Recovering Nonviolent History challenges the common conception that nations are created through war and through the blood of its warriors by presenting fifteen case studies of nation building through nonviolent resistance in the shadow of warfare. The authors of this publication assert that the bloody battles of liberation, so often glorified in subsequent national histories, may only mask or perhaps even subvert the task of developing a strong national identity through the quiet unheralded communal and collective actions of resistance.
The work begins with two introductory chapters that reinforce the themes tying together the case studies to follow. In the first, Bartkowski provides a general introduction to themes and examples. The second, written by Lee Smithey, provides a deeper theoretical context for understanding civil resistance in terms of social movement development and collective identity formation. Smithey introduces aspects of the interaction of identity and resistance which are implicit in many chapters, but which could have been discussed and developed more explicitly throughout the subsequent case studies as a way of strengthening the main arguments of the publication.
The book then presents five different geographical regions: Sub-Saharan Africa; North Africa and the Middle East; Asia and Oceania; Europe; and the Americas. Each section includes several case studies chosen to represent resistance movements less familiar to many political scientists and peace study scholars. Thus, the more familiar examples such as South African liberation from apartheid, and the Gandhian revolt against British colonialism, are deliberately excluded although other geographically nearby resistance movements are included so as to illustrate the wider but often unacknowledged international impact of these more famous situations.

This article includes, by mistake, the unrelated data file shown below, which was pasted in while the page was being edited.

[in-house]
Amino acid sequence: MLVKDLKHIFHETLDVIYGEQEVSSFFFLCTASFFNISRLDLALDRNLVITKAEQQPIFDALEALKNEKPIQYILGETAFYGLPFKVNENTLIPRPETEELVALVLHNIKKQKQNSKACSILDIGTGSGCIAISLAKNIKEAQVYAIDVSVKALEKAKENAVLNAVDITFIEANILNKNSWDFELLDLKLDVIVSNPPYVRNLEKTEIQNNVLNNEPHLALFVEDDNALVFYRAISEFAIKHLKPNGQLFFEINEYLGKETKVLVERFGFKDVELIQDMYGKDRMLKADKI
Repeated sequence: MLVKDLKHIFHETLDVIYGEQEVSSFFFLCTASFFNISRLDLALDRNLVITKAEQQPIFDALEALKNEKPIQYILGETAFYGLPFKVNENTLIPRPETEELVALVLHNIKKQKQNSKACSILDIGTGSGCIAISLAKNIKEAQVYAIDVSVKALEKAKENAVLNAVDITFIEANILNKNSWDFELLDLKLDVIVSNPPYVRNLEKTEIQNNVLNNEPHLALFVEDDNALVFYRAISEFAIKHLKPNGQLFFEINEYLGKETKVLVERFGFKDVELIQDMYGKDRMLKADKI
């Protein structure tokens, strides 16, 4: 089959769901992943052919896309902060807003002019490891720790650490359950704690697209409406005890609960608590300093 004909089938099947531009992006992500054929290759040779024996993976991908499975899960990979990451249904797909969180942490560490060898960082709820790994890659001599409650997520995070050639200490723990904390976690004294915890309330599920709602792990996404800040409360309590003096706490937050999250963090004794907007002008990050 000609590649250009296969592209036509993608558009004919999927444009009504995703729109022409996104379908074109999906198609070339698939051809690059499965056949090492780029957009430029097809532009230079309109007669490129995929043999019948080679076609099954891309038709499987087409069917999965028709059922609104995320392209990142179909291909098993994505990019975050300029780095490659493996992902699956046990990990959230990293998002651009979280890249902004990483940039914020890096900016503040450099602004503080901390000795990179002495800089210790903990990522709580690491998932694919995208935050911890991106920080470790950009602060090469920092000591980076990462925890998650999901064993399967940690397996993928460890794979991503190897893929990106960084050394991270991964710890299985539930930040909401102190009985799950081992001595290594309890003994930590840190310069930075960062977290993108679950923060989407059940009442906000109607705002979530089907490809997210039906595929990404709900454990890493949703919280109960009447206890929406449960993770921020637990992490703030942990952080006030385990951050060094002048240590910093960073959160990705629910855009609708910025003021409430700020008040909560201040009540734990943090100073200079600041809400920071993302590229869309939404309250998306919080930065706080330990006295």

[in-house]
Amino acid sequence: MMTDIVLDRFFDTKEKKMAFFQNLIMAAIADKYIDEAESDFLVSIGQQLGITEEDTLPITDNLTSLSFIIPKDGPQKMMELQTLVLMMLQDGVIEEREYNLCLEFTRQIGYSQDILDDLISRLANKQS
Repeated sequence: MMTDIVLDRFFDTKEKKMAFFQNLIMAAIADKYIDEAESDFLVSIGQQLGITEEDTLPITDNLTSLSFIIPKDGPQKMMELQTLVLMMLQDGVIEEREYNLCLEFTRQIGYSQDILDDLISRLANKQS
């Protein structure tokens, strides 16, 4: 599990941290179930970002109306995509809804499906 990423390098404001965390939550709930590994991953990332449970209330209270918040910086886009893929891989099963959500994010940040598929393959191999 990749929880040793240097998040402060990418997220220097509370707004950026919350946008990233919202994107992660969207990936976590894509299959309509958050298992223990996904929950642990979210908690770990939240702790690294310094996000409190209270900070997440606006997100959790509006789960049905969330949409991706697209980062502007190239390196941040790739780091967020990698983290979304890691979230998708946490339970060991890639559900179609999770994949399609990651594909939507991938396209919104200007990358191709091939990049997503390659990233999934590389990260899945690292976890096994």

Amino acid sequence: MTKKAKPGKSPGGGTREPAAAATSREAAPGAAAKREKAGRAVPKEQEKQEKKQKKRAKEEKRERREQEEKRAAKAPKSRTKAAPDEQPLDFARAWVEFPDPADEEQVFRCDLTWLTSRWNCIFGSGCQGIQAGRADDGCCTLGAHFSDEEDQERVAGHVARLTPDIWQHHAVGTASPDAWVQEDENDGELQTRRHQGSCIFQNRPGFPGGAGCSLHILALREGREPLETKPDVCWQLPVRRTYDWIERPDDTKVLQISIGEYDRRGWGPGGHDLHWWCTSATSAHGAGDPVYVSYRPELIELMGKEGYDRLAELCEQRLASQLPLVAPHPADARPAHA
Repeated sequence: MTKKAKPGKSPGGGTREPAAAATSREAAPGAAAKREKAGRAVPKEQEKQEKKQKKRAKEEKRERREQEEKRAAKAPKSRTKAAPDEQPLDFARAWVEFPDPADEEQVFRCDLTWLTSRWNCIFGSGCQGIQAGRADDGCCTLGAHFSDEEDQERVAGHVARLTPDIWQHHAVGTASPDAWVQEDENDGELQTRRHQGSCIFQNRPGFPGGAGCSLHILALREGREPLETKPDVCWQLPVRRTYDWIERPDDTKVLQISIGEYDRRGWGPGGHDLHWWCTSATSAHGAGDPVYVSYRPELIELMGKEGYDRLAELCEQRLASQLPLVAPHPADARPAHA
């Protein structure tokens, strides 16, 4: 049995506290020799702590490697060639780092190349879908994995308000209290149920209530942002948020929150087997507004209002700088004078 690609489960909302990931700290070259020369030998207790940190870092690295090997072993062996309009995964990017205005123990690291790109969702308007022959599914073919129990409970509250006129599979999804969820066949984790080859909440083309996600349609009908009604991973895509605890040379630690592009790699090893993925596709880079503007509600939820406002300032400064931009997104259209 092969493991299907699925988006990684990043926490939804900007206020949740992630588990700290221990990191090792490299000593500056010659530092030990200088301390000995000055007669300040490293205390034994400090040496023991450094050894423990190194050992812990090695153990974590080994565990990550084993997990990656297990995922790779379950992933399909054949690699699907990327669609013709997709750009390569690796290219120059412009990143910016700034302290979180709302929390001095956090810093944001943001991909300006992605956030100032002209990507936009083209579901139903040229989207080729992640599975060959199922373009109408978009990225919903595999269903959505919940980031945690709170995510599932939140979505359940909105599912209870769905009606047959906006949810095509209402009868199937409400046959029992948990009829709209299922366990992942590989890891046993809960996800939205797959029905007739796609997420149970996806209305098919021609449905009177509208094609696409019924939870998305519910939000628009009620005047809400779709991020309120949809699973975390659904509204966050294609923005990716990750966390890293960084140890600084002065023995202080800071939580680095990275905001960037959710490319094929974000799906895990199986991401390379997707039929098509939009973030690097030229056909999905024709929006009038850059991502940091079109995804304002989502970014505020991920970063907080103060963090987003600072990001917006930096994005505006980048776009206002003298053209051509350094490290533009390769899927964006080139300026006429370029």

The first section on Sub-Saharan Africa includes studies of Ghana, Zambia and Mozambique. While all three present interesting narratives of resistance and revolution, the analysis of civil resistance in Mozambique stands out as the strongest chapter in this section. Within a situation where military revolt generally is celebrated as the root of independence, Matt Meyer shows the necessity of nonviolent collective action for building a sustainable national identity and thereby ensuring the success of the subsequent military action.
The North Africa and Middle East section is the longest in the book, consisting of chapters on Algeria, Egypt, Iran and Palestine. The chapters on Algeria, Egypt and Iran focus on social movements of the nineteenth century and the first decades of the twentieth century, explaining how the collective action and identity formation inherent in these historical movements still shape the contemporary social and political context in this part of the world. This analysis once again challenges the concept of national identities created through violence. The chapter on Palestine provides a more recent example – the nonviolent movement in the late 1980s now known as the first intifada – but also does an excellent job of demonstrating how contemporary resistance, whether violent or nonviolent, is rooted in a tradition of nonviolent collective action.
The third section covers Asia and Oceania with case studies on Burma, Bangladesh and West Papua. All three situations demonstrate the importance of the assertion of local culture and language as effective means of resisting colonial occupation and creating national identities. Jason MacLeod’s chapter on West Papua should be commended for including a more deliberate and explicit examination of social movements than the other two case studies in this section. However, by focusing on a current struggle rather than on historical events and perceptions, this case study has less data for analysis than can be provided by the other chapters.